12/20/2012 - Here’s an unlikely scenario: a liberal congressman, deposed in the Tea Party uprising of 2010, and a Ron Paul conservative who might have run against him if asked, joining together with other local musicians to support a local food bank.
That’s the community spirit behind the upcoming benefit concert for The Friendly Kitchen on Dec. 21 at Concord’s IBEW Hall. The show features Northern Light, a band led by former Second District Rep. Paul Hodes, and Ron Noyes, a blues rocker who ran for state rep in November, along with several other local acts.
“Hunger knows no party,” said benefit creator and organizer Jon Bresler. “How about if we unite on the things we do agree on and we don’t fight or talk about the things we don’t agree on? We leave it at the door.”
Bresler is also a member of Northern Light, which includes former Lebanon Mayor (and current city councilor) Karen Liot Hill, Jon Gabay and John Redfield.
It’s the fundraiser’s second year, and it’s more ambitious this time around, with a large hall and expanded musical lineup that’s grown from last year’s informal jam session. Singer-songwriter Mary Fagan opens the show; Matt Ghelli of Concord band Boogie on Alice, Steve Grill and Chaz Proul will also perform.
The event began as a way to recover from a difficult loss as Bresler’s 60th birthday approached. In December 2011, he and his family still mourned the death of his 21-year-old son Nat the previous March. While attending George Mason University, Nat had organized a local Habitat For Humanity chapter; Bresler decided on a similarly positive initiative in his own community.
“I wanted to do something for others, so as not to be all down and sad on my big day,” said Bresler. “We wanted to … express how you go on even after you have a terrible loss. You may not be able to help yourself, but there are things you can do to help others.”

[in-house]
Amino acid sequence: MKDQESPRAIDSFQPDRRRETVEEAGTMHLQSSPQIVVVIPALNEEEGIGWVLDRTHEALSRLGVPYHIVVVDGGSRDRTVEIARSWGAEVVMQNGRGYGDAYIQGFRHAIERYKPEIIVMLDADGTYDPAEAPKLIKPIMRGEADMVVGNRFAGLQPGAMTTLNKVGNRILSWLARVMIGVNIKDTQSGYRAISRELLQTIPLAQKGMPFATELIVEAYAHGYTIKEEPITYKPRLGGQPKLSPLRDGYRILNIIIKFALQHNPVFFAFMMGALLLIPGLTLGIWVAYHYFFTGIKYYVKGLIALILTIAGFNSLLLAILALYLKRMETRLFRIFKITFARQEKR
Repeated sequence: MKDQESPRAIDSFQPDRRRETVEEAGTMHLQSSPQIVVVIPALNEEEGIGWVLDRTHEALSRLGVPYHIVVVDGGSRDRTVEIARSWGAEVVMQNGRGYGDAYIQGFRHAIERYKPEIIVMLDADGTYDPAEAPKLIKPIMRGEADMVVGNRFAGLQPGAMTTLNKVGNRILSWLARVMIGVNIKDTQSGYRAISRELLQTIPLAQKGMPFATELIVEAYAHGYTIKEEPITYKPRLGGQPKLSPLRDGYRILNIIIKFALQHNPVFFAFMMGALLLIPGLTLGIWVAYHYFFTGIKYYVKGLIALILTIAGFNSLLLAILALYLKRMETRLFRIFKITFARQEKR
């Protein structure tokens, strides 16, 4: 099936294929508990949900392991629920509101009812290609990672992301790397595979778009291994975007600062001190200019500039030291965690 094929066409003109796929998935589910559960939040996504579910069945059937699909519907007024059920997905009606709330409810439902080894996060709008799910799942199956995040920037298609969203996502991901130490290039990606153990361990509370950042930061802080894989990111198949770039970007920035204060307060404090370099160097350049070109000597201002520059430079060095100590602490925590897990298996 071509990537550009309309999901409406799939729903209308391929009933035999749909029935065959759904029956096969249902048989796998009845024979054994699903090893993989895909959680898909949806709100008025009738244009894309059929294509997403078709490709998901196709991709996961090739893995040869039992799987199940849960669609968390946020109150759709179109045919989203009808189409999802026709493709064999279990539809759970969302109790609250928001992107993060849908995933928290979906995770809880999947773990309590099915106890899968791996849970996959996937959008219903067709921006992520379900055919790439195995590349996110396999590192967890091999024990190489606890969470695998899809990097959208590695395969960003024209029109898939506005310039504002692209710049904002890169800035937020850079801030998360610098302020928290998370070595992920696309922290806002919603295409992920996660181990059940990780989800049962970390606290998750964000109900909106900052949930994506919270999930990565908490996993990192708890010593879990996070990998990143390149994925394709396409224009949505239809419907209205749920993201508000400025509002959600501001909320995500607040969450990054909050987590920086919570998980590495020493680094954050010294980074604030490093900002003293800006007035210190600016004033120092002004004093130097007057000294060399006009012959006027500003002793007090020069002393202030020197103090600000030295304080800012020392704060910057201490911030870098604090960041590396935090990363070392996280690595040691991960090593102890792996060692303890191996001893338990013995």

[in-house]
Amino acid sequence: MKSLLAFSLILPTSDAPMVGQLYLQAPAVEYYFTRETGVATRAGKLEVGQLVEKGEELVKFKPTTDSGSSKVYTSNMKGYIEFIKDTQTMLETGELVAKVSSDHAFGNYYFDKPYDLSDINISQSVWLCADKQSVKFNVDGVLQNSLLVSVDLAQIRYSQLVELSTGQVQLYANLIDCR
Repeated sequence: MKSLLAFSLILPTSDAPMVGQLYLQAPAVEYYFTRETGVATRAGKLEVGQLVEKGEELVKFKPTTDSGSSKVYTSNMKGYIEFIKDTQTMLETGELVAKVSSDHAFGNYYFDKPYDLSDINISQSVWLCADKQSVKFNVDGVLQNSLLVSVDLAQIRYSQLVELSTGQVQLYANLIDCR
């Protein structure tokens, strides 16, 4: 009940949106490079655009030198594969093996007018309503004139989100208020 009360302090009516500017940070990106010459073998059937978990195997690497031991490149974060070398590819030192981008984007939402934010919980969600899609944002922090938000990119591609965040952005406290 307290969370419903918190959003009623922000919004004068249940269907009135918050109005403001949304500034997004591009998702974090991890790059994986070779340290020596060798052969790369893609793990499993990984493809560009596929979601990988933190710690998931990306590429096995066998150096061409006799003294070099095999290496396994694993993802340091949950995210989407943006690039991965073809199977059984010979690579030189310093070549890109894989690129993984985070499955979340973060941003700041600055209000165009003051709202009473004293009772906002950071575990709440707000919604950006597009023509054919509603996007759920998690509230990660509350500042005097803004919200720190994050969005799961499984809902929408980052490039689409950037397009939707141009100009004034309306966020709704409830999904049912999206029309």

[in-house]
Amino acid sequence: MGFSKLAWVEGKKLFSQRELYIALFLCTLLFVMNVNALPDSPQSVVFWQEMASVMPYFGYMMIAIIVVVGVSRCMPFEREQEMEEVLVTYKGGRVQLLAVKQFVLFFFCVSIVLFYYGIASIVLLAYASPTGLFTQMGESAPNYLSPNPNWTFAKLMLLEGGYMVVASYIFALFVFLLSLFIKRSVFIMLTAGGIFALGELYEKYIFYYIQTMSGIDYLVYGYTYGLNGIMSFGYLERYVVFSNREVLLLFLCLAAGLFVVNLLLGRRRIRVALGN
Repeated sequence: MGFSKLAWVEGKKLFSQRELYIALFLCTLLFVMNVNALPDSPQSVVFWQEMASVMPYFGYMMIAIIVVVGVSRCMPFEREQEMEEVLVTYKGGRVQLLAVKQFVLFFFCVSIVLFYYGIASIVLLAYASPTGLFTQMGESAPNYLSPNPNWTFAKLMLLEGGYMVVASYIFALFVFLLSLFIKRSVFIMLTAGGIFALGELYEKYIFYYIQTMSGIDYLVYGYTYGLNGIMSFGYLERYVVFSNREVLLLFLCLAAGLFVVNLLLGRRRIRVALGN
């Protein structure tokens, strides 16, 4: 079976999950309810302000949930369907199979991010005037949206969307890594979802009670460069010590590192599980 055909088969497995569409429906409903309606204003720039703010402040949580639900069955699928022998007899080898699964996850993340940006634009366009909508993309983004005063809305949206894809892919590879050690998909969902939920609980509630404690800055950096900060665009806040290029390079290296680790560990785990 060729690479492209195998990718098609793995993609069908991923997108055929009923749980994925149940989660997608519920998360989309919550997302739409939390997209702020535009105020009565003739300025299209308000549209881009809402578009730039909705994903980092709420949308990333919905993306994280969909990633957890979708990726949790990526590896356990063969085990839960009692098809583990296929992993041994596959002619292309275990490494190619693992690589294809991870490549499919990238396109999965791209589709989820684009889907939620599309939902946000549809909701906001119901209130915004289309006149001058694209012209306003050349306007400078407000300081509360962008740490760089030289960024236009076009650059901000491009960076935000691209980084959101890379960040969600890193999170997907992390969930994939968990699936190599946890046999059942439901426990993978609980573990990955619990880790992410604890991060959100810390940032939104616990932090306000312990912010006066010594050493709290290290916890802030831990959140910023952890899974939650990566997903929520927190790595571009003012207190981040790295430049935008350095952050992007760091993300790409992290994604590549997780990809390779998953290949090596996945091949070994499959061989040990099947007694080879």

The Friendly Kitchen has seen many challenges, but none as great as the fire that destroyed it in April 2011. In addition to taking care of the hungry, the charity suddenly had to fight for its own existence. In the ensuing months, it never missed a meal, serving the needy from temporary locations around Concord. Bresler and his wife were frequent volunteers.
On Dec. 13, The Friendly Kitchen opened in a new home. But the journey was anything but easy.
Last year’s benefit concert netted $4,000: $2,200 in door receipts and $1,800 from an anonymous donor. Bresler hopes to eclipse that amount this year. “We’re all supposed to take care of the less fortunate around us. We’re not talking about the government or anything,” he said. “That’s what’s really nice about musicians and people in the community. Left, right or center, they get it — it’s a simple thing. We’re just getting together and we’re gonna have a party to help people.”
Bresler deflects praise for choosing to confront his personal loss with civic activism. “That’s really the subtext of the story, but I think the next one is the musical community. … We may have differences but we can all play in the same band when it comes to helping our community. That is what is going on; there are no egos because people just get it.”
The effort has moved beyond Bresler’s initial motivation for organizing it. “I don’t really think of it as my birthday party anymore or something that I’m doing for my son,” he said. “It’s just something that I do for my community - and it’s a cool dance party. How much better can it be? An all ages events with music and dancing and food, and it’s a benefit. That’s win-win-win.”